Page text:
US job growth surged in June as factories and retailers boosted hiring, confirming the economy has regained speed after a first-quarter lull, but tepid wage growth could see the Federal Reserve still cautious about hiking interest rates
US job growth surged in June as factories and retailers boosted hiring, confirming the economy has regained speed after a first-quarter lull, but tepid wage growth could see the Federal Reserve still cautious about hiking interest rates.
Non-farm payrolls increased by 287,000 jobs last month, the largest gain since last October, the Labor Department said on Friday. May payrolls were revised down to show them rising 11,000 rather than the previously reported 38,000.
"It's a great number. This affirms the economy is still on decent footing but it doesn't change the Fed's path," said Darrell Cronk, chief investment officer at Wells Fargo Wealth and Investment in New York.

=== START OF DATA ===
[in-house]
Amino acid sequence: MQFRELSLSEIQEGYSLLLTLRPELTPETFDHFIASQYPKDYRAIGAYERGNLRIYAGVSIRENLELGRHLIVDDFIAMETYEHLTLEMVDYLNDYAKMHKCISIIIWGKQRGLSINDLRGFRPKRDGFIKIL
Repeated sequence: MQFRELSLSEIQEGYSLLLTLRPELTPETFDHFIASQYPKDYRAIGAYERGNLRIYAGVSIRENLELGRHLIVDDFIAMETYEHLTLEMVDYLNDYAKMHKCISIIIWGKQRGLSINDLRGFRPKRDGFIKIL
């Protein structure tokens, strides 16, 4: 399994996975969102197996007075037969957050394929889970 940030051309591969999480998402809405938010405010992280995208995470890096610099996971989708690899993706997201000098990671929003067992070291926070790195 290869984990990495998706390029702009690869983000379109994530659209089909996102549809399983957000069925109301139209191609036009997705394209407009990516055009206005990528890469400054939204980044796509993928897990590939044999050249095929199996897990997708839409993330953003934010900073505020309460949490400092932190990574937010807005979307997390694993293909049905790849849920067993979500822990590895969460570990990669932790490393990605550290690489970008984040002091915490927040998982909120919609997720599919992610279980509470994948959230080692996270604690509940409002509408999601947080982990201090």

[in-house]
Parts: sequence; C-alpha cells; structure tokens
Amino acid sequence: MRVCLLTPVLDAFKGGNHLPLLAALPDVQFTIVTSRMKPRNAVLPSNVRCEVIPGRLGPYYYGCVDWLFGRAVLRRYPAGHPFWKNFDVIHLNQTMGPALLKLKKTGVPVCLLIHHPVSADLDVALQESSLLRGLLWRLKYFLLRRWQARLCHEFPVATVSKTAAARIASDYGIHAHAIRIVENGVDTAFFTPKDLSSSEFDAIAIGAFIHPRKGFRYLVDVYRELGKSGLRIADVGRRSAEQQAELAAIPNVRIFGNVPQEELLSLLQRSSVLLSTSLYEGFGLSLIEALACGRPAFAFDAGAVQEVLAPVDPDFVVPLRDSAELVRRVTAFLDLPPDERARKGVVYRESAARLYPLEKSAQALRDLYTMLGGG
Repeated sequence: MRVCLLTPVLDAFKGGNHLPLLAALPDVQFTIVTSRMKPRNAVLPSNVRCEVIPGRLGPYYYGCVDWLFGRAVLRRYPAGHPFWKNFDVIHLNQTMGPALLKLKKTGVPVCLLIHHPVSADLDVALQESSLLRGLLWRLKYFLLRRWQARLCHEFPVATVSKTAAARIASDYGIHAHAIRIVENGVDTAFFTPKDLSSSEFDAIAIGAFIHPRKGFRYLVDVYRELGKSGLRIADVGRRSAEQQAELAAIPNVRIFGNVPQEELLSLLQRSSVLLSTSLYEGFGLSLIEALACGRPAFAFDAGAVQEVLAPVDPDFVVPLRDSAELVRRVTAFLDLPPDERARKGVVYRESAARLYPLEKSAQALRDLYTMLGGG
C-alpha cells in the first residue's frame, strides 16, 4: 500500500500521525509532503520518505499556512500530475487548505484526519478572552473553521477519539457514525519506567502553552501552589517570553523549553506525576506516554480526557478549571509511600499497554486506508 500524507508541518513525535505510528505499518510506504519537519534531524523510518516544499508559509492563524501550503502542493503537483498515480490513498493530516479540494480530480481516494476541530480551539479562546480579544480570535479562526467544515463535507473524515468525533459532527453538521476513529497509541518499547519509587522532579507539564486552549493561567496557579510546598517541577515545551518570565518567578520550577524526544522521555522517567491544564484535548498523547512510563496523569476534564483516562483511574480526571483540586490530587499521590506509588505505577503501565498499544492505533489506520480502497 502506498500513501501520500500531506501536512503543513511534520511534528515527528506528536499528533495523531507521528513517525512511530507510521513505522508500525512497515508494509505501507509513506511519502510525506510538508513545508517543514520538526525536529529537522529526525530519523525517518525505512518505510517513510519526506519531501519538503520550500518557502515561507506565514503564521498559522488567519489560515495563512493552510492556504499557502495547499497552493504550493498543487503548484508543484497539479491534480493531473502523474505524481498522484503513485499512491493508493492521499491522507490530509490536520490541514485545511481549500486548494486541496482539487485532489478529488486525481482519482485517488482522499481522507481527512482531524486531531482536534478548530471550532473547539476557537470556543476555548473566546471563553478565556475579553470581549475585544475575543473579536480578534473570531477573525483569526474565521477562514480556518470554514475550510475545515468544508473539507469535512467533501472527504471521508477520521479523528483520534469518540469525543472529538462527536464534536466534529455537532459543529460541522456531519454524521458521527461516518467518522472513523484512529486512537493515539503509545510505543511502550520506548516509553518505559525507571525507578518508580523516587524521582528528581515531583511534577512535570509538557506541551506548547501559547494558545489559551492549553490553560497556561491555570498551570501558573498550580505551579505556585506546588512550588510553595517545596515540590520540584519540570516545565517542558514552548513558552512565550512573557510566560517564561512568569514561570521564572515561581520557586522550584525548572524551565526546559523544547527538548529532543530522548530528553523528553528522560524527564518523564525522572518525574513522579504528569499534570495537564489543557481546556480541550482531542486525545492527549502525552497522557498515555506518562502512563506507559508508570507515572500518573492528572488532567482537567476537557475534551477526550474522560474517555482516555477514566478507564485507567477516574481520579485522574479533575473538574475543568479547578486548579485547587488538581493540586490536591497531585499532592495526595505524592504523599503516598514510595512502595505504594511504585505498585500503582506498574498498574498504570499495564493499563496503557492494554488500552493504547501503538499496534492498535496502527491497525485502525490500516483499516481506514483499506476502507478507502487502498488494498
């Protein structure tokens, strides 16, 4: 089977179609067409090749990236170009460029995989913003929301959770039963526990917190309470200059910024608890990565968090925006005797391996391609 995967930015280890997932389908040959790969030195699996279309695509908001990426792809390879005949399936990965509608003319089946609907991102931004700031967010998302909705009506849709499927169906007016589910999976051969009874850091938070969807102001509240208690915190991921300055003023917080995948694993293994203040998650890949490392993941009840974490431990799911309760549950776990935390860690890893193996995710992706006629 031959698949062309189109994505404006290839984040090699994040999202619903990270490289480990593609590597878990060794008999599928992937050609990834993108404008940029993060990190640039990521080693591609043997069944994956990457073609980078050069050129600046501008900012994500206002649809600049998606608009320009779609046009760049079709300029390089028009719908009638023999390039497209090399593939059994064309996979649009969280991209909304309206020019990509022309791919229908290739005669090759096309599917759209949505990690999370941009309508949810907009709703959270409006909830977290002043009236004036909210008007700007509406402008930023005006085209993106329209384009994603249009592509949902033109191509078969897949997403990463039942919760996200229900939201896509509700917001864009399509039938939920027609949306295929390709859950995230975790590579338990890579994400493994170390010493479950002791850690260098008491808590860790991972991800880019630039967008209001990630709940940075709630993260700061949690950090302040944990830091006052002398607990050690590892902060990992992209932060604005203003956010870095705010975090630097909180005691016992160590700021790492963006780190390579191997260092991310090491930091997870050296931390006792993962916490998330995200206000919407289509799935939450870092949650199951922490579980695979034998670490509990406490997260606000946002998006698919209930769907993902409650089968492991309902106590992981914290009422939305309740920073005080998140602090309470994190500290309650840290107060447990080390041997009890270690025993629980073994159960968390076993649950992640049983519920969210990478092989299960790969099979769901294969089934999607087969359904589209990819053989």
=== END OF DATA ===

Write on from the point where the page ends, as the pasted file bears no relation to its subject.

Last month's tally beat economists' expectations for an increase of only 175,000 jobs. While the unemployment rate rose two-tenths of a percentage point to 4.9 percent, that was because more people entered the labor force, a sign of confidence in the jobs market.
Wage growth remains sluggish even as the labor market tightens. Average hourly earnings increased only two cents or 0.1 percent in June. The year-on-year gain in earnings rose to 2.6 percent after advancing 2.5 percent in May.
The strong rebound in June payrolls added to data on consumer spending and housing in suggesting that economic growth accelerated from the first-quarter's anemic 1.1 percent annualized rate. The Atlanta Fed is currently forecasting the economy growing at a 2.4 percent pace in the second quarter.
But the signs of strength in the economy precede Britain's stunning vote last month to leave the European Union.